As I say, I’ve never shied away from a film, Australian or otherwise, about unfortunate souls living a bleak urban existence: Idiot Box, with Ben Mendelsohn – or Mendo, as I like to call him – in a flannelette shirt and seeking opportunities to hit people in the face; The Boys, with David Wenham intoning ‘No one’s goin’ anywhere, swee-dart’; anything with Loene Carmen playing a junkie; and, the most recent example besides Snowtown, Animal Kingdom, once again featuring Mendo, who does not disappoint as he chucks his customary mentals. While these motion pictures have not always been easy to watch, I am confident that they will turn out to be more palatable than Baz Luhrmann’s flamboyant reimagining of The Great Gatsby. That doesn’t address the question, though, of why I go to see such movies. Well, I have to admit frankly that it is in part because, first, I will feel like Morgan Fairchild on Lifestyles of the Rich and Famous in comparison with the people on screen; and, second, that it is difficult not to luxuriate in entering into an unpleasant world and being able to get right the hell out of it. While I’m willing to admit that I may be the only individual who thinks this way, I frankly doubt that my mental processes are so blindingly original that this can really be the case. I would like very much to be able to claim that watching one of these films has ever made me do a damn thing for the impoverished but, beyond the fact that I gladly pay my taxes in the hope they will be put to some worthwhile purpose, it never has. This then raises the question for me of who these movies are really for and what their purpose truly is. The tragic people who are the subject of Snowtown, assuming they had ever been able to make an occasional visit to the multiplex, would, understandably, probably have wanted to kick back with Lethal Weapon IV, not another grey-tracksuit-pants tragedy.
Understand, however, that I’m not one of those who likes to pour scorn on Australian filmmakers for making sombre films and gloat that they are served right when no one goes to see their productions (though, as noted above, the session of Snowtown I attended was heaving) because they should really be making a lot more movies either about women who are bridesmaids and/or men who go away for a bucks night and generally act like total fuckwits. In fact, I rather admire the perverseness involved in the act of making yet another gloomy film, in the same way that you have to, on some level, hand it to someone who is capable of consuming a bottle of spirits a day. And, most of all, filmmakers must be permitted to make films about whatever they want to, surely. So, while I’m certainly not saying that a movie like Snowtown shouldn’t be made, I am less sure about why it should be made. Given that such works hardly function as entertainment, and given the viewer learns nothing much beyond the fact that some people lead terrible lives, which, I would hope, we all realised already, and given the likelihood that the films’ existence is going to do exactly nothing to prevent the kind of violent acts and misery that they represent occurring again, I wonder if there may yet prove to be more of a measurable point to the existence of upcoming Australian wogomedy Big Mamma’s Boy, a self-proclaimed ‘comedy about life, love and lasagna’, assuming that it succeeds in making even one human laugh.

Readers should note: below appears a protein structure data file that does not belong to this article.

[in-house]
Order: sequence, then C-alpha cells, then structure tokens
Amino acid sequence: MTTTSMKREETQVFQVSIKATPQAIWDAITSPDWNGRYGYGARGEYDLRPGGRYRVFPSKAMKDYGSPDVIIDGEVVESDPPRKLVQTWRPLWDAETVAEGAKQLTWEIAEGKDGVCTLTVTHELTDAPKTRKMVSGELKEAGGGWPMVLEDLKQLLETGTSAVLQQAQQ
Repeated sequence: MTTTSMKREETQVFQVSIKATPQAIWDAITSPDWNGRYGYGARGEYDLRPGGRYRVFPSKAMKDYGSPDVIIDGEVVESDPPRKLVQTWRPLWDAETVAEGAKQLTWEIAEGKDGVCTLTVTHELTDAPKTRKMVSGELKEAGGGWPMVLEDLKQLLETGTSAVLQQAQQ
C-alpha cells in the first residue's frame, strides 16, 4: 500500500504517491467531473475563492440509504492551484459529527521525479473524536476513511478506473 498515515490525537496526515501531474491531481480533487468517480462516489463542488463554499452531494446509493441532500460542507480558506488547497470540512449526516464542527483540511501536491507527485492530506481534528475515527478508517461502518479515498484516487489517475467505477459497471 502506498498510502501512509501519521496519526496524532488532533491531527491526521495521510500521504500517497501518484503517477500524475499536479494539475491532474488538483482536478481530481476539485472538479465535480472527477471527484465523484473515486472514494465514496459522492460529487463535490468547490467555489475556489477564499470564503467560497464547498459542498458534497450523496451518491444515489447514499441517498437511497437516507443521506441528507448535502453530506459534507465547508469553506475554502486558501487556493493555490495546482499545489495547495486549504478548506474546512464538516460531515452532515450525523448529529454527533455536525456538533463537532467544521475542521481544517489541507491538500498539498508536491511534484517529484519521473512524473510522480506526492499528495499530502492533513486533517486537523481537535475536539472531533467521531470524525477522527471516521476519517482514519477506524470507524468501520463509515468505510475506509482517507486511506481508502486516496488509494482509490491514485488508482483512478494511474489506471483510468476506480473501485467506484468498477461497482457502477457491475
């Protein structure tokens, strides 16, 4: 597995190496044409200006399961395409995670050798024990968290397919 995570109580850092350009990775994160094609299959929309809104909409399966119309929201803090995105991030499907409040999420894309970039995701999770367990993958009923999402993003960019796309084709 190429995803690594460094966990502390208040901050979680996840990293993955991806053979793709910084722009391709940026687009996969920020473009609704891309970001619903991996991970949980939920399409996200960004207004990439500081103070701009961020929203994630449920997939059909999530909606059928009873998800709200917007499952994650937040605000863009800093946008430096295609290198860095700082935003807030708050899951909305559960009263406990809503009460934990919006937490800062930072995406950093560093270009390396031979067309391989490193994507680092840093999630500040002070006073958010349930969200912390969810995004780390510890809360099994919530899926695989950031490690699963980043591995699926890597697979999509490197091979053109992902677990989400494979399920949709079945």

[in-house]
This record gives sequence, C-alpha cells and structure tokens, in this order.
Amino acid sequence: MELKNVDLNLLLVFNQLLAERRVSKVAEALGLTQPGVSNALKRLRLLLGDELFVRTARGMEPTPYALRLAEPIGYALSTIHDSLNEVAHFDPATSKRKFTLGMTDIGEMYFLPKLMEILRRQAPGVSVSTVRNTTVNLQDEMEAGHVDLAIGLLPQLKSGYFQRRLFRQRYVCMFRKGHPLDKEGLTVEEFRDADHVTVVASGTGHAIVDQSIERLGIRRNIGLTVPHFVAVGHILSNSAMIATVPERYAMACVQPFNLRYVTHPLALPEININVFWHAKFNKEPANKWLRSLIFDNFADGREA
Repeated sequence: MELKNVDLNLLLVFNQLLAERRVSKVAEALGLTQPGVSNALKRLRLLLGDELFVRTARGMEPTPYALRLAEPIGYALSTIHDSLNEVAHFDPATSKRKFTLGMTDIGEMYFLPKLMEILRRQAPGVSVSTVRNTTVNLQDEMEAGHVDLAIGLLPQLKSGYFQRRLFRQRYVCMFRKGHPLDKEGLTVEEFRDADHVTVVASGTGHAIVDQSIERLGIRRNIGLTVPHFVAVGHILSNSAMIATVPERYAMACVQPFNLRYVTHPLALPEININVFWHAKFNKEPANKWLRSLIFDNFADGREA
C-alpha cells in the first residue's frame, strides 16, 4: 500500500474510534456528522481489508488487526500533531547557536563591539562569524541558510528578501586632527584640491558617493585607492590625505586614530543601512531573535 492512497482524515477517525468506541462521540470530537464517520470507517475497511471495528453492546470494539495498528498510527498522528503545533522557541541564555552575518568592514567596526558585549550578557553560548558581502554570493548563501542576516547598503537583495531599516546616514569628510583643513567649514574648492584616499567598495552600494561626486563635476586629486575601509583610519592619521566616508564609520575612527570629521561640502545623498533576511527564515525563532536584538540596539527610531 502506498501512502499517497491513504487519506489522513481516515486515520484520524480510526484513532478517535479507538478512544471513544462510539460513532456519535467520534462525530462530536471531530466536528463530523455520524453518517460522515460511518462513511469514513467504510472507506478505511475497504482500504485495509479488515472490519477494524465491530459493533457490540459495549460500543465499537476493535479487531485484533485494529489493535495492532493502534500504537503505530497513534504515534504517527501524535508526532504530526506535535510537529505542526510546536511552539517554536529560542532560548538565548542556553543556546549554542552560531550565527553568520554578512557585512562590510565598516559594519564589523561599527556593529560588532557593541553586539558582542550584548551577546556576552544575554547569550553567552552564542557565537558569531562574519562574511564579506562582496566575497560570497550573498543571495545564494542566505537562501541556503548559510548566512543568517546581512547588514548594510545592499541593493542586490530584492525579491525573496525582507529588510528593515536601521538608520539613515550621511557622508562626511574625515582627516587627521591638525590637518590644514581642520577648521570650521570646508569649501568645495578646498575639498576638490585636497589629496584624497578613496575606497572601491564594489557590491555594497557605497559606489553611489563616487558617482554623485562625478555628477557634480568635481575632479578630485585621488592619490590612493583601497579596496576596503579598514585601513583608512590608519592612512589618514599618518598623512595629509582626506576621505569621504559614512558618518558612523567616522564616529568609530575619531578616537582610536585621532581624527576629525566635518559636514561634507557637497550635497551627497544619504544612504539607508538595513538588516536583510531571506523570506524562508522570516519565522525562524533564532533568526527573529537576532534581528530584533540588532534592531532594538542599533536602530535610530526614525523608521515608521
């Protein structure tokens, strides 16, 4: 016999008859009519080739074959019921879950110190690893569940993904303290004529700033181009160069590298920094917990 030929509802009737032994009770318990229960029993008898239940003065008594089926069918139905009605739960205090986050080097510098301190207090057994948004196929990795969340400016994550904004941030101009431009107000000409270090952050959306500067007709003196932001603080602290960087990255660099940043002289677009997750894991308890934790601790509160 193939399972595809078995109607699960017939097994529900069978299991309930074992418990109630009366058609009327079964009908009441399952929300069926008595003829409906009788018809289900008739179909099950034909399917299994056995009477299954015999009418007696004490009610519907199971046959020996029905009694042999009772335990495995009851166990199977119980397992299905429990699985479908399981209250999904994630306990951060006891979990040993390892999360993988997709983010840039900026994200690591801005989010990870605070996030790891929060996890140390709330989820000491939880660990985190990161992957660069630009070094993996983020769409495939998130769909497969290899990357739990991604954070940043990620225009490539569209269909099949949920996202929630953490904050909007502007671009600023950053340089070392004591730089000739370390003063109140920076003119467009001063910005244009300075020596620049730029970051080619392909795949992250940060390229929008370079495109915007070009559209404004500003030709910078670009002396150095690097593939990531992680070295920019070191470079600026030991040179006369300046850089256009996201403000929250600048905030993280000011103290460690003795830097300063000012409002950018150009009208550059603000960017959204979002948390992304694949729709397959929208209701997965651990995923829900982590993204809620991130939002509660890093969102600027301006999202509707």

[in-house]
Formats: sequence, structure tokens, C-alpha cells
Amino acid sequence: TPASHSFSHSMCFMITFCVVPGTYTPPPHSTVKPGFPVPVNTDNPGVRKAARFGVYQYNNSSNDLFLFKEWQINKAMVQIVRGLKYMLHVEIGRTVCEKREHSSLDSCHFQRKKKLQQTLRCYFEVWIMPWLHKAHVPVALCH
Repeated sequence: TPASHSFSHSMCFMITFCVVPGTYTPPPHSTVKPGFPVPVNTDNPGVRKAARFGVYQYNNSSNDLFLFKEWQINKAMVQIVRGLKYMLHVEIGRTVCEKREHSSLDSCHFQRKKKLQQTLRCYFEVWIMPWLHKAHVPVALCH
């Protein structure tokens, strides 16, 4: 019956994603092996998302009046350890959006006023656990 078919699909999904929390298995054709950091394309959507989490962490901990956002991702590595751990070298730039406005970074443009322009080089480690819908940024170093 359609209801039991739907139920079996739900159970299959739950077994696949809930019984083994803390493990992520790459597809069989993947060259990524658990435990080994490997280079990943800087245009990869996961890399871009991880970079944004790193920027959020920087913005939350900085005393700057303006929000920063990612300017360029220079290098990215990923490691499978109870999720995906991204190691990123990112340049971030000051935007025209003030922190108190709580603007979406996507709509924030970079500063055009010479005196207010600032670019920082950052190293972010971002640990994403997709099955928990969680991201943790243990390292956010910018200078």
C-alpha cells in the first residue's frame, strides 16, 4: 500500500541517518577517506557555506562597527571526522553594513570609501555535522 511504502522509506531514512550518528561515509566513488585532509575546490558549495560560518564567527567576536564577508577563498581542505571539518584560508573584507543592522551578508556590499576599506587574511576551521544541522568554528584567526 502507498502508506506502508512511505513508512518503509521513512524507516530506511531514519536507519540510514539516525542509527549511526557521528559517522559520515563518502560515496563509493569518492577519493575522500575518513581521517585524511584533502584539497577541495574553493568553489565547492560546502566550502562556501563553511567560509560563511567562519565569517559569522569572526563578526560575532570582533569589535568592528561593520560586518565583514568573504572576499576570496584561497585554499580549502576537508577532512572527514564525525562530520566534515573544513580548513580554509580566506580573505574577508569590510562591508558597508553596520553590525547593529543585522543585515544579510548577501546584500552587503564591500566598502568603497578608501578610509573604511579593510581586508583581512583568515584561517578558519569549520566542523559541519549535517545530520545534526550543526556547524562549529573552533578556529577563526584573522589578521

Finally, it was my impression that Snowtown was yet another work with the lurking subtext that boys today are rudderless and angry due to the lack of father figures and having a clear-cut purpose in life (though the source of this anger mystifies me, considering not only that things are as reliably great for men as a sex as they’ve ever been but that, reportedly, boys these days get blow jobs in the course of a regular school day), which makes it all the more notable that I finished my Sunday by kicking back with the first episode of US telemovie The Kennedys. Being a veteran of biopics about the eminent clan, I knew I was in safe hands as soon as I heard such growled lines as ‘Kennedys never come second!’ and ‘This country is ours for the taking!’, not to mention the sight of much clutching of rosaries, and, of course, a scene with everyone merrily playing touch football, whatever that is. Well, aside from anything, The Kennedys certainly depicts the downside of having a strong father figure and a well-defined purpose in life, as befits a production that, the credits told me, was made in association with ‘Asylum Entertainment’.